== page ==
Boris Becker has said he had to use all his “strength” and “mental energy” to survive each day during his prison sentence.
The three-time Wimbledon champion (55) was jailed for two and a half years in April for hiding £2.5 million of assets and loans to avoid paying debts, serving eight months.
He told the PA news agency he felt the tennis world had “embraced” him since his release in December, after which he was deported from the UK.
The Apple TV+ docuseries Boom! Boom! The World Vs Boris Becker follows the ups and downs of his career through interviews with Becker, his family and other tennis stars.
He said: “It is really about acceptance. Of course naturally you do look back.
“You look back at the judgment, and you look back at the trial, and you look back at the jurors, and you look at some of the mistakes that I did, but it is over, it is done.
“So acceptance is very important. Also, to learn to live inside the cell. It’s a very lonely place, so you have to use all your strength and all your mental energy just to survive the day.
“And then if you have a little bit left, just to be hopeful for the future.
“And I think that’s what it taught me, is really trying to live in the now, because we don’t know what’s around the corner next week. If anything, I think that’s what was the most important lesson.”
The former world number one turned BBC commentator said tennis remains his “number one passion”.
He added: “I was lucky to be a decent tennis player, I became a decent coach, I like to think I’m a decent commentator as well, so really I have three different jobs in the last 35 years and I love it.
“I came back out in mid-December and I went straight back to work for Eurosport talking about the Australian Open, so that really put me back into my old life and I think the tennis world has embraced me.
“I think they have given me the chance to go back to what I love most, and I think I’m pretty good at (it) so it is a nice circle that we are creating here.”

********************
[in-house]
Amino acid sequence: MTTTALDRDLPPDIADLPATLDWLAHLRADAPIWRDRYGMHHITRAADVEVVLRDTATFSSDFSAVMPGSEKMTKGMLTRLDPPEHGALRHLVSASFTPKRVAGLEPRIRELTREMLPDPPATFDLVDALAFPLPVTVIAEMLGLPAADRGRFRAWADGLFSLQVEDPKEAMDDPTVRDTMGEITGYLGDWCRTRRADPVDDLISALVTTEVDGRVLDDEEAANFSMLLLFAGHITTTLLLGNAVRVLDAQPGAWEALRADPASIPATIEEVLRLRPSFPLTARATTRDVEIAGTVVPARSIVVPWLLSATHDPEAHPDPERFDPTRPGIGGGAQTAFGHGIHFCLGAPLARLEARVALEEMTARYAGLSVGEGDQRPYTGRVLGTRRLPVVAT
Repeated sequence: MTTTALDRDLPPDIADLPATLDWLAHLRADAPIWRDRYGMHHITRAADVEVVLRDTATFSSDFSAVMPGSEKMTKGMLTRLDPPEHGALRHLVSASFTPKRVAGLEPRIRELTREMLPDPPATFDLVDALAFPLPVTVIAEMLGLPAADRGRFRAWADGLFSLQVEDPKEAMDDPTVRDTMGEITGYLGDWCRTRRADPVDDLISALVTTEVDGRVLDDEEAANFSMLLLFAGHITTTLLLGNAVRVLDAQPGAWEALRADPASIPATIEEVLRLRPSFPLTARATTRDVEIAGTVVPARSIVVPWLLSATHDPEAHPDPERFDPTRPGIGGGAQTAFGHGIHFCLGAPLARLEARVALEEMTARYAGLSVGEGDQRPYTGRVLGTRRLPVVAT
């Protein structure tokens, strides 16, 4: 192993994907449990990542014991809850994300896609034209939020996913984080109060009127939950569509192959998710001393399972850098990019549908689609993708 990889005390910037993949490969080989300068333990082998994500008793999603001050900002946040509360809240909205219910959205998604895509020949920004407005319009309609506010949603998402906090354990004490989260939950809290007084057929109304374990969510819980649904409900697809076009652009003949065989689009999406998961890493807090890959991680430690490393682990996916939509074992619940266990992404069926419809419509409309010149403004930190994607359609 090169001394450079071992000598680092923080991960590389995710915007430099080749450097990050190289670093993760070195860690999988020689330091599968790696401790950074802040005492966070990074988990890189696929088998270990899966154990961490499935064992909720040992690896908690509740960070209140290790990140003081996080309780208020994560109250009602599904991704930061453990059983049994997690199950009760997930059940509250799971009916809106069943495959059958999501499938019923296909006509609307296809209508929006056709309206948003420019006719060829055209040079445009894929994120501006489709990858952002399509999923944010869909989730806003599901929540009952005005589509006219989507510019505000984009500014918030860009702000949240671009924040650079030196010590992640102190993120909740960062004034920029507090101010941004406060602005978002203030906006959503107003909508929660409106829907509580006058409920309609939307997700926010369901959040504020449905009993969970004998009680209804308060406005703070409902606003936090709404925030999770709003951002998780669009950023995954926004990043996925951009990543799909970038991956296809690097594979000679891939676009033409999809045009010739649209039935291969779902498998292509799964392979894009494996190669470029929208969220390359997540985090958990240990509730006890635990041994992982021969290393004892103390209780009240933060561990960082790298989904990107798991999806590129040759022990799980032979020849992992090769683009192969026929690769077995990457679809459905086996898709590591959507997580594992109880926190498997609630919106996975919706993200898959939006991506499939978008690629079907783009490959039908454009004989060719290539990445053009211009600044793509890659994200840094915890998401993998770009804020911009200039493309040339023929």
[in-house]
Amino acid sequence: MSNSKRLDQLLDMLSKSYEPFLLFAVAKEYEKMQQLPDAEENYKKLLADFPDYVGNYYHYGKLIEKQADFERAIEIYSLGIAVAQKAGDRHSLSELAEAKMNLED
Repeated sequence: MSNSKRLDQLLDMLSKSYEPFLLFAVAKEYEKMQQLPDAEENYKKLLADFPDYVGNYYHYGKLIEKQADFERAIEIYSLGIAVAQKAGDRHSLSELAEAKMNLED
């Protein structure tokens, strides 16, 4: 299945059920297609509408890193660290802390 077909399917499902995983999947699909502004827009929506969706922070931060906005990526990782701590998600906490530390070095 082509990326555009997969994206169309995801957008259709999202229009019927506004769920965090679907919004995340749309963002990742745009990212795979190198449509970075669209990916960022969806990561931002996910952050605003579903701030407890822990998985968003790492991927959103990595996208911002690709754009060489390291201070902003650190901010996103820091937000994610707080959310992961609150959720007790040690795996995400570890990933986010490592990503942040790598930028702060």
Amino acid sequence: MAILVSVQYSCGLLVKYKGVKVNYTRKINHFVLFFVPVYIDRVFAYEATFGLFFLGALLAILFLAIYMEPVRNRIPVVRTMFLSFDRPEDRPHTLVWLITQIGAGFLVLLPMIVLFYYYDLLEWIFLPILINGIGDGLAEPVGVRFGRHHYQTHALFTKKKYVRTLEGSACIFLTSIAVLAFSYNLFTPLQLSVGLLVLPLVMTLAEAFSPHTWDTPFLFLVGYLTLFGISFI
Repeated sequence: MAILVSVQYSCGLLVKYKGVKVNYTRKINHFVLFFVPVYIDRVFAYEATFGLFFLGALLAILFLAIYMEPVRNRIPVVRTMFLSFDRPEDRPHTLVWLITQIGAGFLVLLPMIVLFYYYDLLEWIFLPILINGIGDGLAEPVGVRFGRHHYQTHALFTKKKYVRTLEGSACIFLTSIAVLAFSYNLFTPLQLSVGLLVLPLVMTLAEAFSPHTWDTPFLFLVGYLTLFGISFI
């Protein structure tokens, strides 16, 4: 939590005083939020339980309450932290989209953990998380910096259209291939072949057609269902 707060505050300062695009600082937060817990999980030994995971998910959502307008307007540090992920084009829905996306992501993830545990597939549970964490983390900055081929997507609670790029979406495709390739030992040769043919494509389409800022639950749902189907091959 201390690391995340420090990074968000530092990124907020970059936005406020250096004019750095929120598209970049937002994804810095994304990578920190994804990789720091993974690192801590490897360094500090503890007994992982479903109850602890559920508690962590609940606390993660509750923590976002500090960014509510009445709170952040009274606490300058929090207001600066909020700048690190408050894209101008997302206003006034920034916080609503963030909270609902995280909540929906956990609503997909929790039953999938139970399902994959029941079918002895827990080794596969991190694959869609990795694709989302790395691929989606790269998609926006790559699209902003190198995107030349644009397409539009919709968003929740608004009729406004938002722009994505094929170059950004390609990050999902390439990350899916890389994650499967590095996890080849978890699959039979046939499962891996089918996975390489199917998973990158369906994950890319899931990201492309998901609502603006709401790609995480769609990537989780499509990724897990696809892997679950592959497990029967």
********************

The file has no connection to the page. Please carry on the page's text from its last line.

Discussion around mental health in tennis has grown in recent years, with players such as Grand Slam champion Naomi Osaka taking career breaks.
Becker said mental health is “the biggest challenge” among the younger generation of players.
“But I am a prime example of having strong mental health and there are reasons for it,” he added.
“In my upbringing, in my life choices, and the fact that I’m taking responsibility for my actions – the good and the bad.
“And also of being accountable, meaning if I mess up I paid a heavy price for it, and I think that’s what some of the younger generation need to hear more of.”
Boom! Boom! The World Vs Boris Becker – a reference to the sportsman’s nickname – emerged from three years of access to him.
Becker was declared bankrupt on June 21st, 2017, owing creditors almost £50 million, over an unpaid loan of more than £3 million on his estate in Majorca.
Written and directed by Alex Gibney, the docuseries also features interviews with John McEnroe and Bjorn Borg.
It comes from Lorton Entertainment whose projects also include Asif Kapadia’s Bafta-nominated Diego Maradona and Matt Smith’s recent documentary about Wayne Rooney.
Two-part documentary Boom! Boom! The World vs. Boris Becker will premiere globally on April 7th on Apple TV+.